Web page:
Olfactory Branding and its Effects on Brand Strength
Posted by: Labbrand Consulting Co., Ltd.
Date added: Thu 21 Jun 2012
For example, the Play-Doh.
Martin Lindstorm, who is recognized for being one of branding’s most original and innovative thinkers, conducted a study testing a group of young individual’s olfactory abilities. He did this by analyzing the children’s capability of identifying certain products through their smell. The first product that was put to the test in Lindstorm’s study was Play-Doh. This product’s fragrance was not only easily identified by the young individuals, but will most likely take us back to our early years as kindergarten and primary school students. Thus as alien as the term olfactory branding may seem, specific examples show that we are unconsciously exposed to this method.
The magnificent technological advances undergone during the first decade of the 21st century have directly triggered innovations in the realms of olfactory branding. Brands such as Volvo, Jimmy Choo, Williams-Sonoma and Hugo Boss have successfully implemented olfactory branding into their marketing strategy. Although some brands choose to make their scent consistent throughout their stores around the world, other brands such as hotels and restaurant chains choose to alter their olfactory campaign according to the restaurant or hotel’s geographic location.
The Park-Hyatt hotel recently launched a new refreshing scent for their Spa in Shanghai. The smell looks to work in unison with the Spa’s relaxing atmosphere and spectacular view of the Shanghai bund. Studies show that brands in the retail and hospitality sectors are experiencing positive results with their olfactory branding projects. The Hyatt Hotel and the BMK room restaurant in Shanghai have also recently implemented successful olfactory campaigns. Conversely when analyzing the olfactory branding campaignsof products such as Play-Doh or Crayola, experts claim that keeping the odor consistent throughout the world is a more effective way of triggering product association.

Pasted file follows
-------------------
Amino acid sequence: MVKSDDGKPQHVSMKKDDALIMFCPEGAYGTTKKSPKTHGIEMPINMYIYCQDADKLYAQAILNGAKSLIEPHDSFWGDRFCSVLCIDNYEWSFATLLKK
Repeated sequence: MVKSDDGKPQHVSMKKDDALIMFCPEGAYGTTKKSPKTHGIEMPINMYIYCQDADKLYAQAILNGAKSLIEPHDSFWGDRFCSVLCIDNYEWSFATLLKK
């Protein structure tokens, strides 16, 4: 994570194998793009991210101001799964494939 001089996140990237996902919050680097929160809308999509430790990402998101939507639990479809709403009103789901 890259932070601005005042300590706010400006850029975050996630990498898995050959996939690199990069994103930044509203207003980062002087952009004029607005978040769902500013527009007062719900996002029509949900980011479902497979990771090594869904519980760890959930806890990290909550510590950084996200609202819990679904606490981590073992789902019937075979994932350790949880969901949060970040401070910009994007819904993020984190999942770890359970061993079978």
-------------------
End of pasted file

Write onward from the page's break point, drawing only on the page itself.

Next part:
In terms of the fashion industry, ELLE magazine featured an article titled “Fragrance by Design” where they investigate the presence of olfactory branding within the fashion industry. There has always been a strict correlation between fashion and fragrance given the millions of dollars that are spent each year on perfumes and colognes. Just as music is commonly used during fashion shows as a way to intensify the spectator’s cognitive experience, scent also facilitates the process of establishing a connection between the brand and the audience. Creating the appropriate mood during a fashion show can serve as a crucial element in determining the success of a clothing line. Abercrombie and Fitch was one of the first brands to use olfactory branding as part of their marketing campaign. Many teenagers can easily identify the characteristic smell of the stores across the United States and Europe. Some experts claim that a pleasant in store olfactive branding will help trigger a feeling of satisfaction after the client chooses to purchase expensive garments or luxury items. Given that scent is an intrinsic component in triggering memory, it will be interesting to see how fashion brands, and luxury products will choose to incorporate this innovative method into their marketing and branding strategies in China in next couple of years.
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